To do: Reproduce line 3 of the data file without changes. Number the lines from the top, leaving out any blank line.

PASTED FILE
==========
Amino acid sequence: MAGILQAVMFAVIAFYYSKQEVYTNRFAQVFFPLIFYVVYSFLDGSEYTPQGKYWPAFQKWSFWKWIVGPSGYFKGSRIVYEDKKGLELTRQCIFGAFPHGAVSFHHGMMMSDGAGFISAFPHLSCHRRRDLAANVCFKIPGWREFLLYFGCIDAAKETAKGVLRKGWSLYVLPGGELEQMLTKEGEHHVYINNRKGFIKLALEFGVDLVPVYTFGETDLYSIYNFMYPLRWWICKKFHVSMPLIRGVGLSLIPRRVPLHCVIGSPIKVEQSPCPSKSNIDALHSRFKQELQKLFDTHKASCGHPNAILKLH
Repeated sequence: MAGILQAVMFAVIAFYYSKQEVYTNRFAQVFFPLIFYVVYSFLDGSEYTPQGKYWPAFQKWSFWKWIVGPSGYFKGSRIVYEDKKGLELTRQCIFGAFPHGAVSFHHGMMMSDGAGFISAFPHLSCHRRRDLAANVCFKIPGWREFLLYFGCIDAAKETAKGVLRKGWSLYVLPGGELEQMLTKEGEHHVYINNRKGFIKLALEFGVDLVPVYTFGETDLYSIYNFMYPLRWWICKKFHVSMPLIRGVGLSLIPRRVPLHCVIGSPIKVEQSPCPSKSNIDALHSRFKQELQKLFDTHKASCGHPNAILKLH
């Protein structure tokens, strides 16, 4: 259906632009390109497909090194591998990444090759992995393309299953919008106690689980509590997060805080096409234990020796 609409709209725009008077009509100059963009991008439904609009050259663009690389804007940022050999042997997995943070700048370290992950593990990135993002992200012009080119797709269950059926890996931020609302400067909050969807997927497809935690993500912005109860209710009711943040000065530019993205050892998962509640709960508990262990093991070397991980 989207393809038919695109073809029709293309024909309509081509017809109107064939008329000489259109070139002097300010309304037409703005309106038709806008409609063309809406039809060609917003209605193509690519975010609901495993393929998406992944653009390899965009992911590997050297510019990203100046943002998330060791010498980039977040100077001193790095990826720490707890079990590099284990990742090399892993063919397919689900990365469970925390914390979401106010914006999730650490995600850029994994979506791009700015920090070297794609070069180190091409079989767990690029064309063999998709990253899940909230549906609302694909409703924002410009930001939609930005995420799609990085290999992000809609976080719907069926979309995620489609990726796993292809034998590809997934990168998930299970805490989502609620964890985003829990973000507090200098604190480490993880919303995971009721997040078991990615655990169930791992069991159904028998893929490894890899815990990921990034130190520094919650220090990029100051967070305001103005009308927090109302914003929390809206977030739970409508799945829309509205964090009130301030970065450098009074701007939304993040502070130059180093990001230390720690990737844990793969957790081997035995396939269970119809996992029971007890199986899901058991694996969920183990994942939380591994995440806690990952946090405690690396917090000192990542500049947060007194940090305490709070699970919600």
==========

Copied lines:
């Protein structure tokens, strides 16, 4: 259906632009390109497909090194591998990444090759992995393309299953919008106690689980509590997060805080096409234990020796 609409709209725009008077009509100059963009991008439904609009050259663009690389804007940022050999042997997995943070700048370290992950593990990135993002992200012009080119797709269950059926890996931020609302400067909050969807997927497809935690993500912005109860209710009711943040000065530019993205050892998962509640709960508990262990093991070397991980 989207393809038919695109073809029709293309024909309509081509017809109107064939008329000489259109070139002097300010309304037409703005309106038709806008409609063309809406039809060609917003209605193509690519975010609901495993393929998406992944653009390899965009992911590997050297510019990203100046943002998330060791010498980039977040100077001193790095990826720490707890079990590099284990990742090399892993063919397919689900990365469970925390914390979401106010914006999730650490995600850029994994979506791009700015920090070297794609070069180190091409079989767990690029064309063999998709990253899940909230549906609302694909409703924002410009930001939609930005995420799609990085290999992000809609976080719907069926979309995620489609990726796993292809034998590809997934990168998930299970805490989502609620964890985003829990973000507090200098604190480490993880919303995971009721997040078991990615655990169930791992069991159904028998893929490894890899815990990921990034130190520094919650220090990029100051967070305001103005009308927090109302914003929390809206977030739970409508799945829309509205964090009130301030970065450098009074701007939304993040502070130059180093990001230390720690990737844990793969957790081997035995396939269970119809996992029971007890199986899901058991694996969920183990994942939380591994995440806690990952946090405690690396917090000192990542500049947060007194940090305490709070699970919600």